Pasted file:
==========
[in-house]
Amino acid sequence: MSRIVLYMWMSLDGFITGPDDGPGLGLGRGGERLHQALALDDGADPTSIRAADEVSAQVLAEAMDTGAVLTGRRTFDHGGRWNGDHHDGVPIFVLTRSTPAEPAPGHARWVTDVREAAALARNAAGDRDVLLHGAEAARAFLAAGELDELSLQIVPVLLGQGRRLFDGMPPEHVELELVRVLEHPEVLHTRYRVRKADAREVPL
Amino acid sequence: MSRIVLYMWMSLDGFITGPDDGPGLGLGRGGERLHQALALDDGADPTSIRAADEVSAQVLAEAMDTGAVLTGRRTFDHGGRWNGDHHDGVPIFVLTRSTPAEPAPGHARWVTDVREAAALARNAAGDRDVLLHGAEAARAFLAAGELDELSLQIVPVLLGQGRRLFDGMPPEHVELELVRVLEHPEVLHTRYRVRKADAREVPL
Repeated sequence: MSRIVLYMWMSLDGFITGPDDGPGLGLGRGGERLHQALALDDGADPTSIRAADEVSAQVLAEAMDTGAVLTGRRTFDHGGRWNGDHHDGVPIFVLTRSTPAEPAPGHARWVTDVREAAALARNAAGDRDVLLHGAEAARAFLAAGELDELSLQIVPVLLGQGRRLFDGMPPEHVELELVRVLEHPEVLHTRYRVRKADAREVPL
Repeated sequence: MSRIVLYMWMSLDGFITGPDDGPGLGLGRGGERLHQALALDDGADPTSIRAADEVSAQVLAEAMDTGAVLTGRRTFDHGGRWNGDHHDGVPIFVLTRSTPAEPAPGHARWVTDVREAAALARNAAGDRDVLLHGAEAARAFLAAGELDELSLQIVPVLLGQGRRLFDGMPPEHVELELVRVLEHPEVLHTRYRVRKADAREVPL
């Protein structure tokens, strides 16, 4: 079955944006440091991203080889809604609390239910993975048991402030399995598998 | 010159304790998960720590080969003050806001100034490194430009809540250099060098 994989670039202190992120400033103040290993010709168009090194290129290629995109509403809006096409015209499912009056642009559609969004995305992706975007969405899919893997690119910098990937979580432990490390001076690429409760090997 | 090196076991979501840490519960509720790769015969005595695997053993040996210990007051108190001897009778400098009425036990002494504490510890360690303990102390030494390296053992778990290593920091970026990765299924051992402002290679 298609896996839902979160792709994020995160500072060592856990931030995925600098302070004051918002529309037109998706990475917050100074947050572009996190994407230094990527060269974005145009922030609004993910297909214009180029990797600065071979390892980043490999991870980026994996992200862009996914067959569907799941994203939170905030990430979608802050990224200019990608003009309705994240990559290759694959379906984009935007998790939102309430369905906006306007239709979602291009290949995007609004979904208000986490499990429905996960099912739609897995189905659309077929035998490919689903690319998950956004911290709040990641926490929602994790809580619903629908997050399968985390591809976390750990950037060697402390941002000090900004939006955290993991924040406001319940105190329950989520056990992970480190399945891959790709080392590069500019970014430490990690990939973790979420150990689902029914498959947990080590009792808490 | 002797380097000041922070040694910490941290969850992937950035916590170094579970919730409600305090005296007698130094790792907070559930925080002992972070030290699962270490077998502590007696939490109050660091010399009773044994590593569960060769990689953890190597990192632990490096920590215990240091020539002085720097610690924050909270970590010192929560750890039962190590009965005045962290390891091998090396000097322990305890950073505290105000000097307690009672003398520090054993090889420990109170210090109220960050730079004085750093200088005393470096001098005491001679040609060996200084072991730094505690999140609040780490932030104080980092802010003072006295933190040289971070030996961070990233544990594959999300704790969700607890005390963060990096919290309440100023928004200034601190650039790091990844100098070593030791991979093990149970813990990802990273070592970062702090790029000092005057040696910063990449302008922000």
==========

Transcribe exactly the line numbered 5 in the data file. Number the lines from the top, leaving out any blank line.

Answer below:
Repeated sequence: MSRIVLYMWMSLDGFITGPDDGPGLGLGRGGERLHQALALDDGADPTSIRAADEVSAQVLAEAMDTGAVLTGRRTFDHGGRWNGDHHDGVPIFVLTRSTPAEPAPGHARWVTDVREAAALARNAAGDRDVLLHGAEAARAFLAAGELDELSLQIVPVLLGQGRRLFDGMPPEHVELELVRVLEHPEVLHTRYRVRKADAREVPL